By adding more weight to the debate, the campaigning atheists won’t stop the worry about God, says Mark Vernon. Unless they can stop talking about it, they’ll only succeed in giving the rumour new life.
Christmas is a good time to think again about our attitudes to children and about what happens to children in our societies, says Rowan Williams. Christians who recognise the infinite God in the vulnerability of a newborn baby have particular reason to do so.
The Bank of England reports that members of the public now owe £1.457 trillion, £1.219 trillion of which is secured on dwellings, the value of which continues to diminish, says Giles Fraser. So is more shopping the answer?
As the cholera outbreak and the worsening situation in Zimbabwe keeps the country in the news headlines, Tim Nafziger joins an interview with Arthur Mutambara, the leader of the smaller faction of the Movement for Democratic Change (MDC).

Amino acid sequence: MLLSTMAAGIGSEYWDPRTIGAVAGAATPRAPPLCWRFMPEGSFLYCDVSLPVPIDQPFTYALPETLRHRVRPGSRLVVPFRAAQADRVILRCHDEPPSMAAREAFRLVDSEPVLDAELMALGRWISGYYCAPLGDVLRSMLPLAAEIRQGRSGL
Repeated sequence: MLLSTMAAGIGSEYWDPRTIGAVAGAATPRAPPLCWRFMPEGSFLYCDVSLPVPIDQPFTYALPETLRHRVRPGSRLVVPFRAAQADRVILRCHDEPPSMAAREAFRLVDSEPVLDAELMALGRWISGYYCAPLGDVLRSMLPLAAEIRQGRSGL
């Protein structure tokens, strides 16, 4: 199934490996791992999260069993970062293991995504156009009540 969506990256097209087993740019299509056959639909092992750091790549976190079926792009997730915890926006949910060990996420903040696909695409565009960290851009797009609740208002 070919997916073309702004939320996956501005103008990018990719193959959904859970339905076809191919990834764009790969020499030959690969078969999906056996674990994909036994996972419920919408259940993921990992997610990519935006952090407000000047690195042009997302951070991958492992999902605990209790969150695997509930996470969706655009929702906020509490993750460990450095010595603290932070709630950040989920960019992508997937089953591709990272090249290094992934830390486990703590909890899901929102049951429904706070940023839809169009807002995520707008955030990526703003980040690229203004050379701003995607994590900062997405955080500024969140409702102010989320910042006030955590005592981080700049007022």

In the 'United Kingdom' it is our political inheritance which is defining how we see God and the place of the church, rather than a vision of the kingdom of God which is shaping our politics, says Tom Hurcombe. The vision of Jesus and monarchical assumptions are fundamentally antagonistic.
When children are murdered, let us call each child by name and name what has been done to her in the name of some cause she will never know or understand. To call a murdered child a suicide bomber is to violate her all over again, says Professor Tina Beattie, in the wake of Boko Haram's deadliest yet attacks in northern Nigeria.
Religious fidelity and free speech can learn the art of coexistence despite the acerbic challenges that have flowed from the terrible Paris shootings and the arguments about Charlie Hebdo magazine, says Ekklesia associate and Middle East analyst Dr Harry Hagopian. The much harder – and harsher – question is whether we as followers of a religion or as advocates of free speech can coexist too?